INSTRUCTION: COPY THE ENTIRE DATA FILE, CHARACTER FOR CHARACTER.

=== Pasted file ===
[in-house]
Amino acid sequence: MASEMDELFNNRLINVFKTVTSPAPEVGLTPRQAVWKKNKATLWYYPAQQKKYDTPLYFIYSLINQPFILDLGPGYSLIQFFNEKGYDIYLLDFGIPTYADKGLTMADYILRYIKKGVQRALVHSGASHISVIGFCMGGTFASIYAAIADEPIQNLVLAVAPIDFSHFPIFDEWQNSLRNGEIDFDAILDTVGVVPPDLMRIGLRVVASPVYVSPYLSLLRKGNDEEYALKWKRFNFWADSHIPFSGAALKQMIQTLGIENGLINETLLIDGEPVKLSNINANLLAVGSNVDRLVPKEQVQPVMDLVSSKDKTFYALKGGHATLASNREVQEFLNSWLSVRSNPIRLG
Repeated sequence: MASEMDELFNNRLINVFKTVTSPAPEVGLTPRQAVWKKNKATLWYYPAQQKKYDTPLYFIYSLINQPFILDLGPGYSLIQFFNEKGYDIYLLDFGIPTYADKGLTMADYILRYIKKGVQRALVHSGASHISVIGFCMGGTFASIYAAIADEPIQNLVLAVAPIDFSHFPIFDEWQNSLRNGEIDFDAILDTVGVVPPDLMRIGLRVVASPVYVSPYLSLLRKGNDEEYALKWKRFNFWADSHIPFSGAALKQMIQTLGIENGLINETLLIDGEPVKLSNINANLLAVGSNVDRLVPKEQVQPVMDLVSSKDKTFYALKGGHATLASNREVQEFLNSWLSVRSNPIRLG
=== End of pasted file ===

[in-house]
Amino acid sequence: MASEMDELFNNRLINVFKTVTSPAPEVGLTPRQAVWKKNKATLWYYPAQQKKYDTPLYFIYSLINQPFILDLGPGYSLIQFFNEKGYDIYLLDFGIPTYADKGLTMADYILRYIKKGVQRALVHSGASHISVIGFCMGGTFASIYAAIADEPIQNLVLAVAPIDFSHFPIFDEWQNSLRNGEIDFDAILDTVGVVPPDLMRIGLRVVASPVYVSPYLSLLRKGNDEEYALKWKRFNFWADSHIPFSGAALKQMIQTLGIENGLINETLLIDGEPVKLSNINANLLAVGSNVDRLVPKEQVQPVMDLVSSKDKTFYALKGGHATLASNREVQEFLNSWLSVRSNPIRLG
Repeated sequence: MASEMDELFNNRLINVFKTVTSPAPEVGLTPRQAVWKKNKATLWYYPAQQKKYDTPLYFIYSLINQPFILDLGPGYSLIQFFNEKGYDIYLLDFGIPTYADKGLTMADYILRYIKKGVQRALVHSGASHISVIGFCMGGTFASIYAAIADEPIQNLVLAVAPIDFSHFPIFDEWQNSLRNGEIDFDAILDTVGVVPPDLMRIGLRVVASPVYVSPYLSLLRKGNDEEYALKWKRFNFWADSHIPFSGAALKQMIQTLGIENGLINETLLIDGEPVKLSNINANLLAVGSNVDRLVPKEQVQPVMDLVSSKDKTFYALKGGHATLASNREVQEFLNSWLSVRSNPIRLG